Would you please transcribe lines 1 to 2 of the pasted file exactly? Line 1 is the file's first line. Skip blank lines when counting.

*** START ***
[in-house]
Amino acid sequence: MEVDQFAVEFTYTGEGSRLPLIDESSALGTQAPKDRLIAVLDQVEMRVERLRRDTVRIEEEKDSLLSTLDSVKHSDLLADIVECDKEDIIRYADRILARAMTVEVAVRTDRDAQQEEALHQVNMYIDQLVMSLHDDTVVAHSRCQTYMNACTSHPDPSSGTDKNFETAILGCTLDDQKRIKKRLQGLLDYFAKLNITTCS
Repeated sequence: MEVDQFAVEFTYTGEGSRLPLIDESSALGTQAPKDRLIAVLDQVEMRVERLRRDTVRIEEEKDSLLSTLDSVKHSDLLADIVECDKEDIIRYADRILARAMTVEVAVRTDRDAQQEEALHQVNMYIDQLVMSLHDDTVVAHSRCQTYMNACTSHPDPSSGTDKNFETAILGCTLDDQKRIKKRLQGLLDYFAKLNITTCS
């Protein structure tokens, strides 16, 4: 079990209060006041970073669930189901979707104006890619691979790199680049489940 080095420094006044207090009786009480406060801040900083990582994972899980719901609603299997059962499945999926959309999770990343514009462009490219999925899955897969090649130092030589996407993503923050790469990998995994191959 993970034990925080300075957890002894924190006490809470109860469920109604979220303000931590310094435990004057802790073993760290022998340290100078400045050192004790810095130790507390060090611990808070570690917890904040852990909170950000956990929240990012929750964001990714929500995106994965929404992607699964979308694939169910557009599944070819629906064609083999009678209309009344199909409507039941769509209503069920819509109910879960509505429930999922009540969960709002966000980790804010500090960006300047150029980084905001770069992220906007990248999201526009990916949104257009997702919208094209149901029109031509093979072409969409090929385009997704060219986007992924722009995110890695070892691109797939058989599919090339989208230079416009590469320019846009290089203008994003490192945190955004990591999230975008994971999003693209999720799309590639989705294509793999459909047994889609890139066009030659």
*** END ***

[in-house]
Amino acid sequence: MEVDQFAVEFTYTGEGSRLPLIDESSALGTQAPKDRLIAVLDQVEMRVERLRRDTVRIEEEKDSLLSTLDSVKHSDLLADIVECDKEDIIRYADRILARAMTVEVAVRTDRDAQQEEALHQVNMYIDQLVMSLHDDTVVAHSRCQTYMNACTSHPDPSSGTDKNFETAILGCTLDDQKRIKKRLQGLLDYFAKLNITTCS